In 2007,…

January 11th, 2011
On the anniversary on the Haiti earthquake, a reflection on the devastation and the hard road back

While putting away the Christmas decorations, I came across my daughter’s letter to Santa. Most of her list contained items typical for a 6-year-old: bike (check), dollhouse (check), The Polar Express… DVD (check). But the last item gave me pause. A month ago, when she was writing her letter, she asked me how to spell “hotel.”
“Why?” I asked.
“Because I want to ask Santa to build a new hotel in Haiti.”
In 2006, I left New York City and my job as an attorney at a law firm and moved to Haiti to teach for a semester, hoping to find fulfillment in a new career. Just as quickly as I learned that teaching was not my passion, I found another unexpected calling. I fell in love with an orphaned

January 5th, 2011
Encounters at the Jon Stewart - Stephen Colbert rally

Ask most any twentysomething in the United States where they get their news from these days, and one of their answers, if not the only one, will undoubtedly be The Daily Show or The Colbert Report…. The two hit satirical news programs from Comedy Central attempt to weed through the inundation of far right and far left, always opinionated, and often extreme cable news shows. Replaying one-sided and frequently ridiculous clips from Fox News, MSNBC, CNN and the big three networks, these shows attempt to bring to their viewers a filtered bit of truth (or truthiness, as Colbert would say) about politics and the media.
The goal each night for both Jon Stewart and Stephen Colbert is to shine a half-hour’s light of sanity

December 30th, 2010
(1973-2010)

Hospice.
The word sounds ominous enough when it’s spoken in reference to an older person, but when it’s used to describe the dying months of a 37-year-old woman, it is dreadful to my ears.
One of my all-time favorite people, Elizabeth Bonwich — or “EEEEEEEEEEEEE BEEEEEEEEEE” as I would call her in my best “public address announcer” voice whenever I greeted her — spent her last few months in hospice. She died on Saturday Dec. 18th in the late evening. Elizabeth had five different kinds of cancer for nearly 20 years. Cancer robbed her of her ability to walk without a brace and a cane, caused a constant ringing in her ears and, in general, gave her lots of reasons to…

December 27th, 2010
Given the painful revelations of the sex scandal, why are Catholic churches not empty?

Every Sunday, all around the globe, a minor miracle is occurring that has gone almost unnoticed: despite continuing revelations about the sex abuse scandal in the Catholic Church, somehow the churches aren’t empty. Despite all the terrible news about the Catholic Church sitting at the top of everyone’s RSS feed for days on end, it was still standing room only at the Holy Week events. While it is strictly anecdotal evidence, people are still coming to church even when the reports of the sex scandal are so dire. Can you imagine any other organization on earth weathering this type of negative publicity over this long a period and still being able to function?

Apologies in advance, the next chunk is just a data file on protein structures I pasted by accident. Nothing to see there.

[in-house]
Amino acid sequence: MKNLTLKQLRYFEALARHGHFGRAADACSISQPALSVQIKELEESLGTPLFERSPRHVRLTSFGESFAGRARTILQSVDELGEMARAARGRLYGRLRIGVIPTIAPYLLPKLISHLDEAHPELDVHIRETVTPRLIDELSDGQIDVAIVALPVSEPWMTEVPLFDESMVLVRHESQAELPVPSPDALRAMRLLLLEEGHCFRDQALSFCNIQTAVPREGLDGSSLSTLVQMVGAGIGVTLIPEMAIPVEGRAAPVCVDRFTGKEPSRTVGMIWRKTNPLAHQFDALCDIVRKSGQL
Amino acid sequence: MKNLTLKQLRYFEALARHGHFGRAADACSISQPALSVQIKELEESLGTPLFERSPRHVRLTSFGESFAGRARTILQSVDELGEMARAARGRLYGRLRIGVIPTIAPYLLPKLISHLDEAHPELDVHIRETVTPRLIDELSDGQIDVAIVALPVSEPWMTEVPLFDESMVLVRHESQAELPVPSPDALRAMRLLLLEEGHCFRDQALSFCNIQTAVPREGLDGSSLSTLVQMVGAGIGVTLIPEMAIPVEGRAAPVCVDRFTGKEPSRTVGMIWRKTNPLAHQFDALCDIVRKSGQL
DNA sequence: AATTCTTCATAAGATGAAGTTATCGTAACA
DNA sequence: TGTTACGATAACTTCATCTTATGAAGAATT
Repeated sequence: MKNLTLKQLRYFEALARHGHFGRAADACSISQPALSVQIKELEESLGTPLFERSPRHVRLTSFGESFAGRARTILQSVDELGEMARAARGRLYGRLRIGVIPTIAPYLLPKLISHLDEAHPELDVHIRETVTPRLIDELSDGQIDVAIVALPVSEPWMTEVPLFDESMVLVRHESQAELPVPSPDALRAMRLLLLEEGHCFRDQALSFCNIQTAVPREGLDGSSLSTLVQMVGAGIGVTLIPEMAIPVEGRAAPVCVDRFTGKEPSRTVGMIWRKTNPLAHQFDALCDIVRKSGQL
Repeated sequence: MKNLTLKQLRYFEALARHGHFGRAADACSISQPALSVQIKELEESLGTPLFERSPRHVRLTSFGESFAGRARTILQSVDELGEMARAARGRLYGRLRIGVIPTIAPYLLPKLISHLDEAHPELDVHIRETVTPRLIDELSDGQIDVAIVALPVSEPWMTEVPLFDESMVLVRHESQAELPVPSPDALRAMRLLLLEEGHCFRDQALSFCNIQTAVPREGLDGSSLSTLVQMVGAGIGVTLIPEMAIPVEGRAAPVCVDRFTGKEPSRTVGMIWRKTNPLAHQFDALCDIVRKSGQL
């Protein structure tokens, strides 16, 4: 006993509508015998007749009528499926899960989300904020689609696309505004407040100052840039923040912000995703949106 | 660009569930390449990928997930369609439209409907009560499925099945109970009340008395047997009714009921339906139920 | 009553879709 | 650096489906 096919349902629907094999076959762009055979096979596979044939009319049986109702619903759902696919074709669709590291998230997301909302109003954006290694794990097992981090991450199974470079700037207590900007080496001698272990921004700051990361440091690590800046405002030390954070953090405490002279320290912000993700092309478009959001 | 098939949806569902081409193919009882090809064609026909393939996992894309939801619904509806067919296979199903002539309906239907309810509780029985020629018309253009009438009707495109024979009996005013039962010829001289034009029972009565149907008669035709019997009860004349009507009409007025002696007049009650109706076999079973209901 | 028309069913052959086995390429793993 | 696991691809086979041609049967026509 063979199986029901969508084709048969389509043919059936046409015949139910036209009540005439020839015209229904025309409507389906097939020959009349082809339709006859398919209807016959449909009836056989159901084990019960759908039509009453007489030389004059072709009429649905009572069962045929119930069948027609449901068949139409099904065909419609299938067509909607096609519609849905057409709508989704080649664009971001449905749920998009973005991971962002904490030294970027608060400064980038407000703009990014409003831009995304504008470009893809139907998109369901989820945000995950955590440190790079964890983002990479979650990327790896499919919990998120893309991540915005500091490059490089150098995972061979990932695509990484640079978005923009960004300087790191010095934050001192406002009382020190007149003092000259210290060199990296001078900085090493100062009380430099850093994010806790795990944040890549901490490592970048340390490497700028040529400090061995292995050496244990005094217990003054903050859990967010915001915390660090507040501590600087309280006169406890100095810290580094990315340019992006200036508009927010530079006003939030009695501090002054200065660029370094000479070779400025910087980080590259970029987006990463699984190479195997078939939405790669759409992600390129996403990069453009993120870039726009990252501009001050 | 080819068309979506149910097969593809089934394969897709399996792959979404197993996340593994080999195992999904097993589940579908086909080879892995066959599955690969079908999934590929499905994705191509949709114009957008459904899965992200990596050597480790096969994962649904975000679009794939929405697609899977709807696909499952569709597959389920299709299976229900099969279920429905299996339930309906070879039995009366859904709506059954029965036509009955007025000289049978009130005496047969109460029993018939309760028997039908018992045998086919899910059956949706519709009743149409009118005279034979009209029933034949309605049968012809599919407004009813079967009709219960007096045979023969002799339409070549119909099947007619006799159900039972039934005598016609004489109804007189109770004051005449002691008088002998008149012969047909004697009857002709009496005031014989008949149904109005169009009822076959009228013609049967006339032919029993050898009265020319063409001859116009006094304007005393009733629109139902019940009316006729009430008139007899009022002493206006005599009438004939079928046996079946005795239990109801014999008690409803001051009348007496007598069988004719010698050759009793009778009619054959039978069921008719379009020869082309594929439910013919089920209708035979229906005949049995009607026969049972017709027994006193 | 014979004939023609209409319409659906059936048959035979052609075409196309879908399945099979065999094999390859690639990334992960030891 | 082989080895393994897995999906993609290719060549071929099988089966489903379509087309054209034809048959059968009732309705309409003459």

December 19th, 2010
Purifying the Christmas Air

As the days shorten and darkness covers our late afternoons and evenings, we naturally have some extra time to ponder significant moments of our lives. At holiday times, we remember Christmas and New Year celebrations of decades past. For those of us who grew up in households crossed by the affliction of addiction, holiday celebrations were often marred by unpleasantness, if not outright violence.

My Dad had numerous “worst moments” in his life, but it’s the holiday snafus that stand out in memory, when alcohol too often fueled his smoldering rage. One Thanksgiving was ruined when, after a liquid feast of Schmidt’s beer and Canadian Club instead of turkey, he lost his temper and started wailing on us kids. There was a Christmas when I was home from college, and Dad — who hadn’t lived with us for years — showed up drunk. Long and short of it, I had him arrested that Christmas Eve. The image of him, handcuffed, being led to the cop car past the trees he had planted in our front yard years earlier remains burned in my memory.

December 16th, 2010
The most valuable gifts don’t involve frantic trips to the mall

Christmas without spending money, to some, may seem like an impossibly stingy suggestion. However I can guarantee that these five tips will both make your Christmas season less hectic, and probably enrich others much more than anything you can buy at Best Buy.

December 1st, 2010
Getting your spin on for Chanukah

Welcome to Extreme Sports: Jewish Style. Leave the suicidal snowboarding to the kids; as a rabbi, I’m more of a dreidel blackbelt. While it isn’t as transformative as the Kabbalah or as lucrative as a lottery win, I’m uniquely qualified to reveal to you another very powerful secret of the universe: the Upside Down Dreidel Spin.
This is the bubbie… of all spins, but in the spirit of Chanukah, remember: just as the oil in the temple burned for eight days, a great dreidel player must cultivate patience and perseverance in order to master this move.

Despite what the song says, most dreidels aren’t “made out of clay.” That’s the good news, because when it comes to dreidels,

November 24th, 2010
What would St. Francis do?

Recently, on a pilgrimage in Italy, I heard a Franciscan Friar of the Renewal relay in a homily one of the many stories of St. Francis of Assisi that raised medieval eyebrows. A gang of robbers, known to not only rob but also kill their victims, was terrorizing the local towns. Francis gathered his friars and encouraged them to visit the remote homes of those alleged to be responsible for the attacks. He instructed his friars bring bread on their first visit. On the second trip, they were to bring bread and …wine. The third visit, they were to bring bread and wine, and then ask of their hosts a special favor: if they were going to rob people, at least spare them their lives and commit no physical violence against them.